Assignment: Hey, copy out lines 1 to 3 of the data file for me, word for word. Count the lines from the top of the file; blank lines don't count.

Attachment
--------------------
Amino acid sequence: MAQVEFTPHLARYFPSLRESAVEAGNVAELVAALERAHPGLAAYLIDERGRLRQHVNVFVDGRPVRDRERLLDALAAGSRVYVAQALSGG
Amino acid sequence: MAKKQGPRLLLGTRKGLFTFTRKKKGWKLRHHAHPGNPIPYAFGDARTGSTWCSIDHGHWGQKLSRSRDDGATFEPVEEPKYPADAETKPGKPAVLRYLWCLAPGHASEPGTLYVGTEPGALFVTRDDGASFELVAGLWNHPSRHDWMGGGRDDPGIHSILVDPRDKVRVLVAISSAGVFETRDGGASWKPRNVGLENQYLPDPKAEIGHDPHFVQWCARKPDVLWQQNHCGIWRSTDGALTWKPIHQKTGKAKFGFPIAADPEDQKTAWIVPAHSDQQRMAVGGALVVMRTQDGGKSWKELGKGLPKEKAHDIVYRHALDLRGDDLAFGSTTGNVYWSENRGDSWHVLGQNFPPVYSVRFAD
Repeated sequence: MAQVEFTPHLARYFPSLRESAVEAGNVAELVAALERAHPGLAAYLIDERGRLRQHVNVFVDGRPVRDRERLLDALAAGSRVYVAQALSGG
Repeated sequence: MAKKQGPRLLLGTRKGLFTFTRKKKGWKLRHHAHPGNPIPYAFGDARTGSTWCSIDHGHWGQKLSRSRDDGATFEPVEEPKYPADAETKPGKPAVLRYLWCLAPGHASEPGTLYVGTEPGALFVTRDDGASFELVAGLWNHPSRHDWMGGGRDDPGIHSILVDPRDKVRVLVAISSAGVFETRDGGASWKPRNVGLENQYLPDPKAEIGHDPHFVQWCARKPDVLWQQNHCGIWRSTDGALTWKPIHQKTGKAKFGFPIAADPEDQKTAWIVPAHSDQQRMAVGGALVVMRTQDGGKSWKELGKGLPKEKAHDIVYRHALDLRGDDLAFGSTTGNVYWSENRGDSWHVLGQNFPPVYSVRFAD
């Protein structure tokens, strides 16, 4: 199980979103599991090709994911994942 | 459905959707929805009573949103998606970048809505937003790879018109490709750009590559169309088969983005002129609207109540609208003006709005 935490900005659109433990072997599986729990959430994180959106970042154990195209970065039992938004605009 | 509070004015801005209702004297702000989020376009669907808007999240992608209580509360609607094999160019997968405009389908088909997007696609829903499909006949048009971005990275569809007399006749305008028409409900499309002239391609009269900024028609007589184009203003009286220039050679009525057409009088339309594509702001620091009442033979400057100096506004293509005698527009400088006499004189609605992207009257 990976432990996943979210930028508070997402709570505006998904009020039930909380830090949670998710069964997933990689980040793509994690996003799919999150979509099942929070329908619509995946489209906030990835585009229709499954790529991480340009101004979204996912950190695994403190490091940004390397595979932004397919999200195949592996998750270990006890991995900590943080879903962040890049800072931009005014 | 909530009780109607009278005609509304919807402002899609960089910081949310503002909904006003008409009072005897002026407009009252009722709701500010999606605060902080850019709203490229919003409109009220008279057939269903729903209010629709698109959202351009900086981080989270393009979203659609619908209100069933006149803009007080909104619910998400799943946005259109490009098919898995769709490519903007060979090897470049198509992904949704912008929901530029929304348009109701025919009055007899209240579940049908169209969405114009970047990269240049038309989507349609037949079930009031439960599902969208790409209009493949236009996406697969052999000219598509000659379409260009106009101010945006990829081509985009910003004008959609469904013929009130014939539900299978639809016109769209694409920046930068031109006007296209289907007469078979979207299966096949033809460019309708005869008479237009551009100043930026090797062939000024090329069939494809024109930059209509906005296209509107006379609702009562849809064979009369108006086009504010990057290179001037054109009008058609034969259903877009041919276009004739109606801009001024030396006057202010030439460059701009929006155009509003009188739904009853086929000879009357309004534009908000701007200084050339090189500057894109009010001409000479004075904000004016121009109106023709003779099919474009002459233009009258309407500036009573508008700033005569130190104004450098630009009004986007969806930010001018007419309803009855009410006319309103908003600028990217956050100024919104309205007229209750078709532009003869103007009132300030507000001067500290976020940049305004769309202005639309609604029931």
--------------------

Amino acid sequence: MAQVEFTPHLARYFPSLRESAVEAGNVAELVAALERAHPGLAAYLIDERGRLRQHVNVFVDGRPVRDRERLLDALAAGSRVYVAQALSGG
Amino acid sequence: MAKKQGPRLLLGTRKGLFTFTRKKKGWKLRHHAHPGNPIPYAFGDARTGSTWCSIDHGHWGQKLSRSRDDGATFEPVEEPKYPADAETKPGKPAVLRYLWCLAPGHASEPGTLYVGTEPGALFVTRDDGASFELVAGLWNHPSRHDWMGGGRDDPGIHSILVDPRDKVRVLVAISSAGVFETRDGGASWKPRNVGLENQYLPDPKAEIGHDPHFVQWCARKPDVLWQQNHCGIWRSTDGALTWKPIHQKTGKAKFGFPIAADPEDQKTAWIVPAHSDQQRMAVGGALVVMRTQDGGKSWKELGKGLPKEKAHDIVYRHALDLRGDDLAFGSTTGNVYWSENRGDSWHVLGQNFPPVYSVRFAD
Repeated sequence: MAQVEFTPHLARYFPSLRESAVEAGNVAELVAALERAHPGLAAYLIDERGRLRQHVNVFVDGRPVRDRERLLDALAAGSRVYVAQALSGG